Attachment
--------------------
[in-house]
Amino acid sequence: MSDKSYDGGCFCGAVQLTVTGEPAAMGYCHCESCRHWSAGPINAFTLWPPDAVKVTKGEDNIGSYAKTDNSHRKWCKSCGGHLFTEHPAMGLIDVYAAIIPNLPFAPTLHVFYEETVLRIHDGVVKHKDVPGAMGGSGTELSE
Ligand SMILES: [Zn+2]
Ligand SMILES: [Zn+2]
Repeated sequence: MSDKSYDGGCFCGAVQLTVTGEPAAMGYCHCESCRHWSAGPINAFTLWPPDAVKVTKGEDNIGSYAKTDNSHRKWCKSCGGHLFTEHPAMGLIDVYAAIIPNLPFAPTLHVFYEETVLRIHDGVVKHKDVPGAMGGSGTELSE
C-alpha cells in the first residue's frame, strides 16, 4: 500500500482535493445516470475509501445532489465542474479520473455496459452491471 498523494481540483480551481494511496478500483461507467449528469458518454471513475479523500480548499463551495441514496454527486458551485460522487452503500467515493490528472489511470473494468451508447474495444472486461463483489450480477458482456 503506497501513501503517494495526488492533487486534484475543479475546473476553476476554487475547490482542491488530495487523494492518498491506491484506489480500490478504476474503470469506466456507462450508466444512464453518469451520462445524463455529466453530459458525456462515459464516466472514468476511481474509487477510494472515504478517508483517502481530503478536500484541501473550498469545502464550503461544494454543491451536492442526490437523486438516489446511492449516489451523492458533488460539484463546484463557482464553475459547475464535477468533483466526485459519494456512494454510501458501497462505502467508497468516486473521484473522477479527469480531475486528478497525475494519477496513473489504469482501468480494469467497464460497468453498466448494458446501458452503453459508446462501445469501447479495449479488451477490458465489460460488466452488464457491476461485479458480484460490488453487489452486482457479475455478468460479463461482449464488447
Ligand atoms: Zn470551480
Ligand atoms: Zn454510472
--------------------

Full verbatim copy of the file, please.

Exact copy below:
[in-house]
Amino acid sequence: MSDKSYDGGCFCGAVQLTVTGEPAAMGYCHCESCRHWSAGPINAFTLWPPDAVKVTKGEDNIGSYAKTDNSHRKWCKSCGGHLFTEHPAMGLIDVYAAIIPNLPFAPTLHVFYEETVLRIHDGVVKHKDVPGAMGGSGTELSE
Ligand SMILES: [Zn+2]
Ligand SMILES: [Zn+2]
Repeated sequence: MSDKSYDGGCFCGAVQLTVTGEPAAMGYCHCESCRHWSAGPINAFTLWPPDAVKVTKGEDNIGSYAKTDNSHRKWCKSCGGHLFTEHPAMGLIDVYAAIIPNLPFAPTLHVFYEETVLRIHDGVVKHKDVPGAMGGSGTELSE
C-alpha cells in the first residue's frame, strides 16, 4: 500500500482535493445516470475509501445532489465542474479520473455496459452491471 498523494481540483480551481494511496478500483461507467449528469458518454471513475479523500480548499463551495441514496454527486458551485460522487452503500467515493490528472489511470473494468451508447474495444472486461463483489450480477458482456 503506497501513501503517494495526488492533487486534484475543479475546473476553476476554487475547490482542491488530495487523494492518498491506491484506489480500490478504476474503470469506466456507462450508466444512464453518469451520462445524463455529466453530459458525456462515459464516466472514468476511481474509487477510494472515504478517508483517502481530503478536500484541501473550498469545502464550503461544494454543491451536492442526490437523486438516489446511492449516489451523492458533488460539484463546484463557482464553475459547475464535477468533483466526485459519494456512494454510501458501497462505502467508497468516486473521484473522477479527469480531475486528478497525475494519477496513473489504469482501468480494469467497464460497468453498466448494458446501458452503453459508446462501445469501447479495449479488451477490458465489460460488466452488464457491476461485479458480484460490488453487489452486482457479475455478468460479463461482449464488447
Ligand atoms: Zn470551480
Ligand atoms: Zn454510472